Gorman, who had a speech impediment as a child, was twenty-two years old when she read the poem, making her the youngest poet to read at a presidential inauguration.[4][10] She practiced the poem repeatedly before delivering it.[6] She said that she sought to use the poem as an opportunity to call for "unity and collaboration and togetherness."[1]


When day comes, we step out of the shade aflame and unafraid. The new dawn blooms as we free it. For there is always light. If only we’re brave enough to see it. If only we’re brave enough to be it.

Amanda Gorman, "The Hill We Climb"[11]

"The Hill We Climb" took Gorman around five minutes to read[1] and is 723 words long.[12] It begins with the line: "When day comes, we ask ourselves where can we find light in this never-ending shade?" and then describes the storming of the Capitol as "a force that would shatter our nation rather than share it" before stating that, "while democracy can be periodically delayed, it can never be permanently defeated." She also spoke about her heritage, being descended from slaves, and her dreams for the future.[1] She described America as "not broken but simply unfinished"[13] and noted its losses but also the opportunity for reconciliation.[6] In the poem Gorman makes use of large amounts of alliteration and "reassuring aphorisms".[14]

The poem has several references to the musical Hamilton.[15][16] After the inauguration, in response to praise from Hamilton playwright Lin-Manuel Miranda, Gorman explained that her poem includes references to the musical; Hillel Italie of The Associated Press wrote that references include the line "History has its eyes on us," which echoes the Hamilton song "History Has Its Eyes on You."[17] The poem also references the Bible, quoting Micah 4:4: "that everyone shall sit under their own vine and fig tree, and no one shall make them afraid",[11][18] a verse quoted in the Hamilton song "One Last Time".[19] It also bears some resemblance to a famous discourse by John Winthrop, transforming the "City upon a Hill" into "The Hill We Climb".[20]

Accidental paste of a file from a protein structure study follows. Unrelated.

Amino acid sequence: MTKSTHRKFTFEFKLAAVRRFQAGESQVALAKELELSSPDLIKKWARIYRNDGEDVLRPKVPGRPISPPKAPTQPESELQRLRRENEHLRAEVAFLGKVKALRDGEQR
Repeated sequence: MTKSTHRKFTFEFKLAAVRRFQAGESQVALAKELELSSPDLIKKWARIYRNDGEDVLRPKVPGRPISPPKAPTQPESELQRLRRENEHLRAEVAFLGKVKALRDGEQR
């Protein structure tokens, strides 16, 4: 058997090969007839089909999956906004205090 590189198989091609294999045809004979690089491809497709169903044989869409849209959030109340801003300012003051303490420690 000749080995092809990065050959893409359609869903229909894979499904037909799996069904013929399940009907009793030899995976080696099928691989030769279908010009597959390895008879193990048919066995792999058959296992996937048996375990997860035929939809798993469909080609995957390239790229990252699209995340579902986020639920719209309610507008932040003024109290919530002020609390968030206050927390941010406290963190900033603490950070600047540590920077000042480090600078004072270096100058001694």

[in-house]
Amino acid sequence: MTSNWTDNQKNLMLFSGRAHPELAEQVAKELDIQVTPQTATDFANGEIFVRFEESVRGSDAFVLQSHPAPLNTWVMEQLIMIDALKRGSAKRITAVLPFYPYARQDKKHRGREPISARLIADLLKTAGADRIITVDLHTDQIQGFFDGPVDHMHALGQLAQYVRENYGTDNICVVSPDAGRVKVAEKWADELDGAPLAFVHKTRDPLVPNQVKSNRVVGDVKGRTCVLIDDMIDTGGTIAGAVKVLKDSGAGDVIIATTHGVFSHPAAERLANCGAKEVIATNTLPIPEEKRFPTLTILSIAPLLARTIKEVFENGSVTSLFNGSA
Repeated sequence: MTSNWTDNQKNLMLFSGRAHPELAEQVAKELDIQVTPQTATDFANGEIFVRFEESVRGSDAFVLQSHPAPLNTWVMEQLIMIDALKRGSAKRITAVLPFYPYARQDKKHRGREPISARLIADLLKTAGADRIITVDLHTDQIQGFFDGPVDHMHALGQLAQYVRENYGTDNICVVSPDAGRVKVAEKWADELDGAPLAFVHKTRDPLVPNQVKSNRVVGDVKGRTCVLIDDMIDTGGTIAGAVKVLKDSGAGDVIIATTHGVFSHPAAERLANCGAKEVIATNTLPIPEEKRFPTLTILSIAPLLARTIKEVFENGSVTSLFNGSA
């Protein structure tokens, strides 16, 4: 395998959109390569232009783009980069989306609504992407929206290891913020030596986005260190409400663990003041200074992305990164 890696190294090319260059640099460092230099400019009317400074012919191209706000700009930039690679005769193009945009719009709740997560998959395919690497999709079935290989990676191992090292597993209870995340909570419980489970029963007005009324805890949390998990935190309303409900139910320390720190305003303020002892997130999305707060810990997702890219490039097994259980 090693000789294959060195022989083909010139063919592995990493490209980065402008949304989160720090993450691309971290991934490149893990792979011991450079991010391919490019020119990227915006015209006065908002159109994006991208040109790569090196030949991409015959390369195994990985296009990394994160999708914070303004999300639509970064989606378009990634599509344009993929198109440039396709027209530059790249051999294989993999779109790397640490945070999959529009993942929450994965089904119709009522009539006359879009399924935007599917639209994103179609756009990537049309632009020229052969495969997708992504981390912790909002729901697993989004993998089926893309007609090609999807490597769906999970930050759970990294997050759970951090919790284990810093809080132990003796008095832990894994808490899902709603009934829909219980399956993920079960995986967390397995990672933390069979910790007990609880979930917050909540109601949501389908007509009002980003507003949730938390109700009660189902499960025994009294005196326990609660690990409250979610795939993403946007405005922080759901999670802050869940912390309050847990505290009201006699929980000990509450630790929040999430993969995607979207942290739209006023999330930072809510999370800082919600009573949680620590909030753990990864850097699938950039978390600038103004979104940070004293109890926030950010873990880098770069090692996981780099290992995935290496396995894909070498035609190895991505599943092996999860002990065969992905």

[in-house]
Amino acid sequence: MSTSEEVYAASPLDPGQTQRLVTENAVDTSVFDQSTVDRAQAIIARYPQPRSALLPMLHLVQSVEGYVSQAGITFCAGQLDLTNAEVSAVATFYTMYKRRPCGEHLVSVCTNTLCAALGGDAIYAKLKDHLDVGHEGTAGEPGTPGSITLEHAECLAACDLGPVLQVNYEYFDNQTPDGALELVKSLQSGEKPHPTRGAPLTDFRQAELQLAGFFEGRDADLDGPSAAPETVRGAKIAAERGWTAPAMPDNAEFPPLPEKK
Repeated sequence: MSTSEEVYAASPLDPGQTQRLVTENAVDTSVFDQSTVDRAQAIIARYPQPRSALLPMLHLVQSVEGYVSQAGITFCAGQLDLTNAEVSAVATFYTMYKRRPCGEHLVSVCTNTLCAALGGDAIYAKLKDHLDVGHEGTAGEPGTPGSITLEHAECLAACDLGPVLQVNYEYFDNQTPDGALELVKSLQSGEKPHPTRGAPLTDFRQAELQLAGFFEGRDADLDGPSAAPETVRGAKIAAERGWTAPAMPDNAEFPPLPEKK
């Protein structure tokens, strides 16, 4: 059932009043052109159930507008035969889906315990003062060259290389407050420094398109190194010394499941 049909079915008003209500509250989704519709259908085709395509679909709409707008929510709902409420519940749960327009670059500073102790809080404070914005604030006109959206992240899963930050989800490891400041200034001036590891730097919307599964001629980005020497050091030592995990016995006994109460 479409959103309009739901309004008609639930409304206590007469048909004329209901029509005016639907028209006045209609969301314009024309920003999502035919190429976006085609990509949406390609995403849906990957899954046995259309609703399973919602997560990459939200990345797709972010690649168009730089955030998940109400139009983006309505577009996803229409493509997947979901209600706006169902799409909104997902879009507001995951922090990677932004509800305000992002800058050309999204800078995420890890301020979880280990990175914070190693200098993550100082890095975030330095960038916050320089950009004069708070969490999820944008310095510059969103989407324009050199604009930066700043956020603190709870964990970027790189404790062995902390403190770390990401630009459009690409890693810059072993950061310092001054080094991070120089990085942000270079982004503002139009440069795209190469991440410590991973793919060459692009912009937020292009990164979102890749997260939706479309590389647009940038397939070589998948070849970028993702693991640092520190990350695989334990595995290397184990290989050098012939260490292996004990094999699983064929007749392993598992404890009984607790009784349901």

The poem was widely praised by figures including Lin-Manuel Miranda,[21] Oprah Winfrey, Hillary Clinton, Stacey Abrams, Michelle Obama,[1] and Barack Obama.[22] Critics generally received the poem very well, noting that it would likely remain significant beyond the inauguration.[1][23][24] Many critics named the poem as a highlight of the inauguration and praised Gorman's messages of unity, reflections on the past, and hope for the future.[25][12][26] Several critics also drew parallels between her poem and the works of other inaugural poets, such as Frost and Blanco.[13][27][23]